I don’t remember the exact age when she began filling my mouth with Dawn soap because I “had a smart mouth”; it happened multiple times. The sensations are forever embedded in my body, a harsh bitter detergent taste, and a fiery burn in my throat, and then later a mild sore throat from the lingering soap. Perhaps the sore throat could easily have resulted from the crying and yelling I was trying while it was happening? It is hard to say for sure, but here is my memory…
“Open your mouth,” mom demands as she stands behind me at the kitchen sink. I’m cornered. Before me is the sink, to the right are the rest of the cabinets, and mom blocks me from running the other direction, toward the light-filled dining room, still smelling vaguely of broccoli.
“Lean over the sink. I don’t want this drippin on the floor.” My legs tremble under me, and my heart beats loudly in my ears as she grabs at my face. Quickly, I jerk away from those red hands.
“STOP it! Right now!” She orders, grabbing me by my strong tom-boy shoulders and pushing her body weight into me, forcing me to stand still. I feel nauseous the harder she squeezes my pudgy stomach against the cold metal sink. I can feel the chip beef from dinner rolling around in my stomach. Her strong body pushes me down at the shoulders and leans into me with even more force. All the energy seems to drain out of my body, I stop trying to yell and sob quietly. Her hands still smell like the onion she peeled for dinner. The combined smell of Dawn soap and onion causes me to gage.
“NOW. Cut it out. Straighten up.” She says as she holds my mouth open over the sink. I start to sink my teeth into her scratchy reptilian hand and then stop, gently releasing the bit of skin between my sharp teeth, realizing I will stir up more of her dark, simmering rage.
“Keep your mouth open.” A plastic Dawn liquid soap bottle comes at my mouth with those red hands. I open my mouth in defeat and allow the gel-like liquid to fill my mouth. The more she squeezes into my mouth the more I gage both from the initial taste and later the burn deep in my throat.
“Mom, stop…please. I’ll… b…be………good.” She looks at me with red-hot anger. How dare I sass her like that her face silently communicates.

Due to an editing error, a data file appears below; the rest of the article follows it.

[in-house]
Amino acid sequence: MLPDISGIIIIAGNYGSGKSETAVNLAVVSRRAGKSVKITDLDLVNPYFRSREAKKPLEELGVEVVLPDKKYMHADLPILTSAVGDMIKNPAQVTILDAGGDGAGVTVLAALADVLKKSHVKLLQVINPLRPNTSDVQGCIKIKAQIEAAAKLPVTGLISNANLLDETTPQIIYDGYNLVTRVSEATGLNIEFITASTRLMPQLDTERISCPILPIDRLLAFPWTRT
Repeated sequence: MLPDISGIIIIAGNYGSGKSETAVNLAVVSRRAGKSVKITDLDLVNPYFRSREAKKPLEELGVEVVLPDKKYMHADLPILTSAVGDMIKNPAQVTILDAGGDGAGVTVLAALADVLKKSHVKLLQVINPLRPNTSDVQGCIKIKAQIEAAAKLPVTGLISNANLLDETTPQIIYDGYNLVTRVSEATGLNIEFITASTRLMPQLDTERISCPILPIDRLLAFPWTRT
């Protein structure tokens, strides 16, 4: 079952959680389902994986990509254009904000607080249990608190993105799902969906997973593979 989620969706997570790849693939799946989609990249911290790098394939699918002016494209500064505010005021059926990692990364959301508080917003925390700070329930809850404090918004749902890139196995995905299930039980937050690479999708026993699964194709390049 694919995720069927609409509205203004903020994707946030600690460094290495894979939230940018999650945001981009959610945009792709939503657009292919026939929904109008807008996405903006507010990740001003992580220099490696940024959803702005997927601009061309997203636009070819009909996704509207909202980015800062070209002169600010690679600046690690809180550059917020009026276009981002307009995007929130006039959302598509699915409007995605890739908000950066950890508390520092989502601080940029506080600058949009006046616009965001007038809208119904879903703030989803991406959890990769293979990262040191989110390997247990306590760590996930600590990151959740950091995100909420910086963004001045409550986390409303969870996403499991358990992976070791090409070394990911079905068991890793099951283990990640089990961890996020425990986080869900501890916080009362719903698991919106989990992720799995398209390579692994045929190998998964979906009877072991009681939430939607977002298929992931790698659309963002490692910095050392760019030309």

“Now you are getting more,” She snaps and squeezes down hard on the bottle, forcing more of the eyeball-burning slime into my raw mouth. I try desperately to spit it out as she turns toward the cabinet and reaches for a dish towel. She spins around on her heels and grabs at my mouth.
“Keep it shut or I’m gonna pour more down it.” She turns around, pauses briefly, and suddenly spins back around grabbing the Dawn, filling my overflowing mouth with more. It is as though I am drowning in this pungent slimy detergent. Each time I try to clear my scratchy throat, I feel the soap burn even more intensely. Briefly, I shut my eyes and beg God not for there to be anything poisonous in the soap. My heart beats just a little quicker. Surely, my little naïve mind thinks, my mom wouldn’t do something that could kill me?
After a while, I stare at the bottom of the stainless steel sink, and leave my mind, go blank like a perfectly cleaned white-erase board. I am on the verge of throwing up as soap and drool drip out of my mouth, mixing, and trailing down my round quivering chin.
“Spit it out.” Mom orders, holding the dish towel in one hand and resting the other red hand on her narrow hips. I feel immense relief as I spit the soap out, watching it slowly trickle down into the stinky drain. I drink water and try to spit more Dawn out of my mouth and begin clearing my throat trying to push it out, between sobs. She reaches out suddenly, and hastily begins to rub the frayed dish towel against the outside of my mouth, flatting my lips and bumping my crooked teeth here and there with that red hand. I feel as though I am getting sick, coming down with another case of strep throat, my throat burning and stinging. Hot tears runs down my tomato-red face.
She looks at me with disgust before spatting, “Get up to your room. I don’t want to see or hear from you for a while.” She watches with blood-shot, tear-filled eyes as I run up the stairs, for the fleeting safety of my room. As I throw myself onto the narrow twin bed, muffled sobs escape, and snot runs out of my nose, onto the dryer-sheet-scented pillow; the pillow feels cold and slimy under my face and mouth. I turn over onto my back and stare at the ceiling. I don’t know how long I must have stared at that white nondescript ceiling. Eventually, I fretted, the hell of “bath time” would begin.